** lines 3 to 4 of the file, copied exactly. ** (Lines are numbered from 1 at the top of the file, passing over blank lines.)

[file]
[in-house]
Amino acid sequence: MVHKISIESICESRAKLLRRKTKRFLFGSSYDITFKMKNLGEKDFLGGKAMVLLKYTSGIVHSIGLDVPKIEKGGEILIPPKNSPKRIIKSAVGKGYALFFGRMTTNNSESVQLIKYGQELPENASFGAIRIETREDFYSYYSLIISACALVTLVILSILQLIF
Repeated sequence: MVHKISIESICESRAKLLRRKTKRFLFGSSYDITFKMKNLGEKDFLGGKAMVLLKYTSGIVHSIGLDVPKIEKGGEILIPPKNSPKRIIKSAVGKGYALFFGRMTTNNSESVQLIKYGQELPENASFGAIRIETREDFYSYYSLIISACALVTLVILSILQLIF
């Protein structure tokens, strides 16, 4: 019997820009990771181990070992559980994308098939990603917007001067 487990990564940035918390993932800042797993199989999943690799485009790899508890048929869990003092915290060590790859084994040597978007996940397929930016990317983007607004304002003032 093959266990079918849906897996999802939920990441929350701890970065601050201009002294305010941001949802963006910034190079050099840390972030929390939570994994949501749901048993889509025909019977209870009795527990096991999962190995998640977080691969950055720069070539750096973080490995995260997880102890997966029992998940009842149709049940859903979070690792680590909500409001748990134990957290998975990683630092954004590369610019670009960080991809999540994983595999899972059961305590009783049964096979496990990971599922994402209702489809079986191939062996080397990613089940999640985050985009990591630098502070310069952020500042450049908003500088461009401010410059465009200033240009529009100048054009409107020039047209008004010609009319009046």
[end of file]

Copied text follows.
Repeated sequence: MVHKISIESICESRAKLLRRKTKRFLFGSSYDITFKMKNLGEKDFLGGKAMVLLKYTSGIVHSIGLDVPKIEKGGEILIPPKNSPKRIIKSAVGKGYALFFGRMTTNNSESVQLIKYGQELPENASFGAIRIETREDFYSYYSLIISACALVTLVILSILQLIF
């Protein structure tokens, strides 16, 4: 019997820009990771181990070992559980994308098939990603917007001067 487990990564940035918390993932800042797993199989999943690799485009790899508890048929869990003092915290060590790859084994040597978007996940397929930016990317983007607004304002003032 093959266990079918849906897996999802939920990441929350701890970065601050201009002294305010941001949802963006910034190079050099840390972030929390939570994994949501749901048993889509025909019977209870009795527990096991999962190995998640977080691969950055720069070539750096973080490995995260997880102890997966029992998940009842149709049940859903979070690792680590909500409001748990134990957290998975990683630092954004590369610019670009960080991809999540994983595999899972059961305590009783049964096979496990990971599922994402209702489809079986191939062996080397990613089940999640985050985009990591630098502070310069952020500042450049908003500088461009401010410059465009200033240009529009100048054009409107020039047209008004010609009319009046």